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Santa Barbara Airport’s New Terminal Sticks to Traditional Style with Modern Twists

The building combines a few old features with a sustainable design, exquisite art, better technology and a 360-degree view from glass boarding bridges

From the exquisite art pieces to the classic red tile, the Santa Barbara Airport’s new 72,000-square-foot, two-story terminal follows trademark Santa Barbara style.

The $54 million building, which opened Friday for a media tour and is scheduled to begin operating at the end of July, includes glass boarding ramps, polished concrete floors and a 1930s lantern transferred from the Santa Barbara County Courthouse. In addition, the sustainable building is halfway through the LEED (Leadership in Energy and Environmental Design) certification process. The building features floors and counters composed of recyclable material, dual-pane windows, and ticket counters made of Plyboo, a renewable plywood-bamboo mix.

The first stop on Friday’s tour was at the main lobby and ticket counters. The lobby displays the huge, rustic lantern from the courthouse. It has been restored and will provide the main source of light in the main entrance room. The ticket counters, located to the right of the main entrance, exemplify the “green transition” that is featured throughout the building.

Near the ticket counters is the north entrance to the terminal, which displays a circular tile floor design created by Lori Ann David and christened “Santa Barbara 360°.” The artwork is David’s interpretation of Santa Barbara and is complemented by a blue rotunda ceiling that reflects onto the piece. Eventually the entrance also will include a hallway that leads directly into the old terminal, which will be used as parking offices and include concessions.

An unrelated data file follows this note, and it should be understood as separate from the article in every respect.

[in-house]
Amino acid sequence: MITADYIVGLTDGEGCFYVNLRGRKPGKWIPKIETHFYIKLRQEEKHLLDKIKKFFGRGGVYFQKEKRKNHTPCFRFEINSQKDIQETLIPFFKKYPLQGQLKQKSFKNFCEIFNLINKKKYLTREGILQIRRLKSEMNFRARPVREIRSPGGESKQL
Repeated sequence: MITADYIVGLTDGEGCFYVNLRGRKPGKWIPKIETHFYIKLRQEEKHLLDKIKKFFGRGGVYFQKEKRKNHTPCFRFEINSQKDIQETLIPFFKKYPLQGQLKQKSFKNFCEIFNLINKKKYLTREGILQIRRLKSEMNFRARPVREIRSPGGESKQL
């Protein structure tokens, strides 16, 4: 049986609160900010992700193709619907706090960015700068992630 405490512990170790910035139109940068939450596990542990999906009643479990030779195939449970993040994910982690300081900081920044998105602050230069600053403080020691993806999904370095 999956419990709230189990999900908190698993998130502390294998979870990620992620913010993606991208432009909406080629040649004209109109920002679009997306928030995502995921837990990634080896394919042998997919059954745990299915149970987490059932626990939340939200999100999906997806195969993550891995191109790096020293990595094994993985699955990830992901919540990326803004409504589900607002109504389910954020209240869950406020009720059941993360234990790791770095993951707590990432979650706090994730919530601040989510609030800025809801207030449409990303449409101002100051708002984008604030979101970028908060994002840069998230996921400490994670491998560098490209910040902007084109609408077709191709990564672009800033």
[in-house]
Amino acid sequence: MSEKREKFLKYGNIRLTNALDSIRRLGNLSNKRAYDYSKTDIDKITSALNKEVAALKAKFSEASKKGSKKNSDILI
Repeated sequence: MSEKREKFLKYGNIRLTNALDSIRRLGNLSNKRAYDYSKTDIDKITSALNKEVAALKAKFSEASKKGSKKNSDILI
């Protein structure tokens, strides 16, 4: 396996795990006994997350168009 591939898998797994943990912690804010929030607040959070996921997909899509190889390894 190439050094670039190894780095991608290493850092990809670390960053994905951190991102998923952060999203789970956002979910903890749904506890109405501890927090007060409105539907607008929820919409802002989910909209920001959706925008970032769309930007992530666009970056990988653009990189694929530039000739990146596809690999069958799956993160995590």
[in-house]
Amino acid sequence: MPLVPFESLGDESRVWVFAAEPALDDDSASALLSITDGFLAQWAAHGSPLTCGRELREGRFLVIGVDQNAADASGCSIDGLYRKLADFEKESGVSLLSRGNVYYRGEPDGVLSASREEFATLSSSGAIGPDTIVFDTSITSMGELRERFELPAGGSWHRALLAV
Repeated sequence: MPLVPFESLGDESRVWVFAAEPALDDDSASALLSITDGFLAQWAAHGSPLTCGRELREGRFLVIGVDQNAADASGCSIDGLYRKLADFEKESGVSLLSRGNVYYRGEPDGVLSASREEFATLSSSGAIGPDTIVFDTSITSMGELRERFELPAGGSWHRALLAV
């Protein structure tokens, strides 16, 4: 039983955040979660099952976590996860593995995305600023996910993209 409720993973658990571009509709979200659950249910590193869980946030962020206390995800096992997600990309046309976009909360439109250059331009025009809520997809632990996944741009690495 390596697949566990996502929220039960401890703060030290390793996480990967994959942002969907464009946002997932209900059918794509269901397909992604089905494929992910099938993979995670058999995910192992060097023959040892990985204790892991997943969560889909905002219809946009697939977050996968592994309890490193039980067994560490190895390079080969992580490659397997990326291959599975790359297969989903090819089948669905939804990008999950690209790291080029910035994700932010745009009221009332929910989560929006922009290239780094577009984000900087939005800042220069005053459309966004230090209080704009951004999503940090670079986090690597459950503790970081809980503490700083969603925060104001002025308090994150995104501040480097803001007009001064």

Friday’s tour progressed to the back patio, which, according to airport marketing director Terri Gibson, is designed to “replicate the patio at the old terminal.” Along with the view of the airfield and the Santa Ynez Mountains, the patio features what might be the most well-known and entertaining piece of artwork at the airport: the ball machine.

Gibson next led the tour through baggage claim, which is not automatic, mimicking the old terminal’s style. The designers of the building decided to continue with the old design to keep the cost down and lower the energy demand of the building.

The media tour then continued to the second floor of the terminal, which will be accessible only to ticket holders. The building features an elevator and an escalator, above which hangs the Peake Mural painted by Channing Peake. The upstairs terminal includes yet another piece of artwork, a wall mural titled “Fiesta” that used to be located at El Paseo.

The second floor of the building consists of the boarding and deplaning areas. With a focus on improvement, the boarding area now will feature a Coffee Bean & Tea Leaf shop, as well as a gift shop and a Mexican restaurant that passengers can access after passing through security.

Perhaps the most flashy characteristic of the new building will be the glass boarding bridges. Santa Barbara will be just the second airport in the country to install them, giving passengers a 360-degree view of Santa Barbara’s mountain range, ocean and airfield. The bridges are also air conditioned, and to add to the sustainability of the building, the plane that is loading passengers will access its air conditioning from the bridges — allowing the engine to be shut off while boarding to reduce emissions.

Overall, the new terminal is similar to the old one with its classic Spanish architecture style, but it adds a modern twist with its environmentally friendly features and trendy glass boarding bridges. The building is also more technologically advanced and will feature self-service ticketing and more accessible car rentals.

Noozhawk intern Kristen Gowdy can be reached at .(JavaScript must be enabled to view this email address). Follow Noozhawk on Twitter: @noozhawk or @NoozhawkNews.

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